The grades I taught were 6th and 7th and in our school 8th grade was the time of confirmation. Now my own sons are part of the Chaldean Catholic Rite and so were confirmed with their baptism, but knowing that what I was doing in my own classroom was in no small way laying the foundation for an upcoming Sacrament, I always felt blessed to be planting seeds — even if I wasn’t sure if they were being washed away or not.
Then the fruit began to appear.
I’m guessing that word spread through the little school of ours that I was never going to relent when it came to the faith and so students began seeing me less as a nut and more of a force to be reckoned with and soon realized that the reckoning was easy: dig being a Catholic and find joy in your faith! I was no longer the enemy who made kids learn Scripture, say prayers to release souls from Purgatory, and discover what the Catholic Church taught on just about anything you could imagine; but I became the lady who really thought it was cool to be Catholic!
Okay, maybe I was still a nut but I was a nut who had their attention.
Throughout my years as a teacher there were a number of times that I was approached by a former student and asked to fill the role of Conformation Sponsor — now that’s the fruit I’m talking about. Very often we don’t see the seeds we plant (whether as parents, grandparents, teachers, or even coaches) take root, let alone produce fruit, so I’ve often considered it a gift from God that those requests — which I humbly and with great honor fulfilled — were made. God blessed me with rewards beyond measure when a student who openly ignored me in the classroom came back to see if I would stand beside him, hand on his shoulder, while he received the gifts of the Holy Spirit.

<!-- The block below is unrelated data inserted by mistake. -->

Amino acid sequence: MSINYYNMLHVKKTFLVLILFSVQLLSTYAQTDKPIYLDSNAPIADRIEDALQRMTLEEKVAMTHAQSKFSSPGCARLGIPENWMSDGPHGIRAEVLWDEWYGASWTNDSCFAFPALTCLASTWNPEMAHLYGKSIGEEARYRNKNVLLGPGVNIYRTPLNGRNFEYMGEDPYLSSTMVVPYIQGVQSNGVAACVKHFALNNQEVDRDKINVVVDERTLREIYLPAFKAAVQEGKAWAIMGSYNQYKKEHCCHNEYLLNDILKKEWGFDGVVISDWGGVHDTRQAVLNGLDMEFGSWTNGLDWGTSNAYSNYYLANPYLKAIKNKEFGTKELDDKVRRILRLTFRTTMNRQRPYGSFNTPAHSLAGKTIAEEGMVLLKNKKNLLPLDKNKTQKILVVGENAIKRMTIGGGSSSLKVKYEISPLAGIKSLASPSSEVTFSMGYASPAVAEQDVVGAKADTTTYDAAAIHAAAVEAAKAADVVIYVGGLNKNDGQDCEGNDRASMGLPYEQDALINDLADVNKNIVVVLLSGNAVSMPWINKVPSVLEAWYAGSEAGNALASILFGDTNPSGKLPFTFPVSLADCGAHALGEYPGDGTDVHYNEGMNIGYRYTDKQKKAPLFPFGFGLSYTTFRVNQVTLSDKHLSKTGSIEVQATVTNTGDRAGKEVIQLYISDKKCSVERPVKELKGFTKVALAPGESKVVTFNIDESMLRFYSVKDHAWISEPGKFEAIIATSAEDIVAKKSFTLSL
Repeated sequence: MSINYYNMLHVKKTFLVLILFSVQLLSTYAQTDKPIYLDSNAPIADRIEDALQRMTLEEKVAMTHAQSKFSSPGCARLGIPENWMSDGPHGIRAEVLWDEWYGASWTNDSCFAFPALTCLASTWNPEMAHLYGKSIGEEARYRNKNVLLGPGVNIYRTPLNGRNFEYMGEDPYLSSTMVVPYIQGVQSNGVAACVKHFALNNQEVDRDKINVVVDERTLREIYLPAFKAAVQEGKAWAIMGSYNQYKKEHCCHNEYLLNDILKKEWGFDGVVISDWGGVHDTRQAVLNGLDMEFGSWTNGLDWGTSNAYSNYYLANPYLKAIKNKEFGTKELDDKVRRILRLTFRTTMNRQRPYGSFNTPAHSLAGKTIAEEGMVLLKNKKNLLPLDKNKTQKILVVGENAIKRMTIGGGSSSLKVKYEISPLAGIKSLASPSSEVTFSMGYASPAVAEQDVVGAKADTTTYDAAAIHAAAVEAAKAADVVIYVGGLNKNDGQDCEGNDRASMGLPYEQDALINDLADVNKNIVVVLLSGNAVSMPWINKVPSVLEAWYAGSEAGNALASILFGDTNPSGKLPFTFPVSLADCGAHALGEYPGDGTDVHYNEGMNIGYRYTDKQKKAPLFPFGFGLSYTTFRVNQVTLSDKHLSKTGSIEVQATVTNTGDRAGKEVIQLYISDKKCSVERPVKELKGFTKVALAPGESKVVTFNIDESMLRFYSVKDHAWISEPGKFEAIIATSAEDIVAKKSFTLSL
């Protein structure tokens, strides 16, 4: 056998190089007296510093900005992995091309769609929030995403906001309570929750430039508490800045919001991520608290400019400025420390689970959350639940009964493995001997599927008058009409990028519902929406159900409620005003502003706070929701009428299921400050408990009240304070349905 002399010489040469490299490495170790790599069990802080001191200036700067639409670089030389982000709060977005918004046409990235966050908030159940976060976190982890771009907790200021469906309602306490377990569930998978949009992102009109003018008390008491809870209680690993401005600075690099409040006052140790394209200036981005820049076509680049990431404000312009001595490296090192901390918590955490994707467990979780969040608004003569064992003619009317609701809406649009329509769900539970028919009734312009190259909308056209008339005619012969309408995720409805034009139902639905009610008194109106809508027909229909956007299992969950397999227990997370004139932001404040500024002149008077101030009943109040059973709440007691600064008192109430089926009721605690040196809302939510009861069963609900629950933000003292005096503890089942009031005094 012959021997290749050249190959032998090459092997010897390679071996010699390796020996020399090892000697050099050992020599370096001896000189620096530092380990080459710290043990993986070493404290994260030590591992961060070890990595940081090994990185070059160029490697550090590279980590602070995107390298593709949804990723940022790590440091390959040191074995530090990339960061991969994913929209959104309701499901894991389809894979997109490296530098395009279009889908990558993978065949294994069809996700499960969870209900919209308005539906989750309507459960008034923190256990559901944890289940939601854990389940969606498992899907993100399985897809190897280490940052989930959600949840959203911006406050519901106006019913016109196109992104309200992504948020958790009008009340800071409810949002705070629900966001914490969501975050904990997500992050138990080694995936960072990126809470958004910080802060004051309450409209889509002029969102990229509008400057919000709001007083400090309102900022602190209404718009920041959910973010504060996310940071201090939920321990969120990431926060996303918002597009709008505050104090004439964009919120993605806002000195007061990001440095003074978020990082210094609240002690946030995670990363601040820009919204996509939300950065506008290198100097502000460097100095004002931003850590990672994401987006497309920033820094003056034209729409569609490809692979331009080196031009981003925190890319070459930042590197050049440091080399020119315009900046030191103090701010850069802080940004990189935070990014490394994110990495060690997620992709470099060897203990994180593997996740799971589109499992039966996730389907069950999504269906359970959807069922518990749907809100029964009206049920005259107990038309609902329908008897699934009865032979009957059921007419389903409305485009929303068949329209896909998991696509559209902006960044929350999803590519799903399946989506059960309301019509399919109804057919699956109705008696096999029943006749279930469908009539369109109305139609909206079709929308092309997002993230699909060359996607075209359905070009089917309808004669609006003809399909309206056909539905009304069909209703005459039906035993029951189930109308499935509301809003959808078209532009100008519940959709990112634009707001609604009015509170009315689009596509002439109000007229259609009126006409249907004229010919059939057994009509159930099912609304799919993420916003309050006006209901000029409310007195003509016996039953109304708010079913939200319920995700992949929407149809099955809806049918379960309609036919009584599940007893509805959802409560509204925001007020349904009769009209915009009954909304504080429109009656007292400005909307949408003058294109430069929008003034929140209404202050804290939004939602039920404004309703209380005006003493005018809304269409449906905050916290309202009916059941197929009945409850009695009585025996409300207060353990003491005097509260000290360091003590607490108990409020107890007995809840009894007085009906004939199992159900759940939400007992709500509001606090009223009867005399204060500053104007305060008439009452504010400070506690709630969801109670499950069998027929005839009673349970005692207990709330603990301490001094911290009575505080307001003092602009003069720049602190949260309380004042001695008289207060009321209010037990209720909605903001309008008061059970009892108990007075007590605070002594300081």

God indeed is good. And He rewards those who work for His kingdom — whether in this life or in the next.
Recently I was asked to write a review for an online Protestant book seller that offered Christian books for kids and classrooms. It was suggested to me — by a Catholic — that this would be a nice resource for Catholics.
Recall that I taught English, along with Religion. Those same passions that I took to my Religion classroom also animated my English classroom. For me, it quickly became apparent that along with such classics as The Chronicles of Narnia and other notable standards, our Catholic kids need a steady supply of fiction that engages and entertains but also educates and upholds their faith.
Not an easy thing to find, I will admit.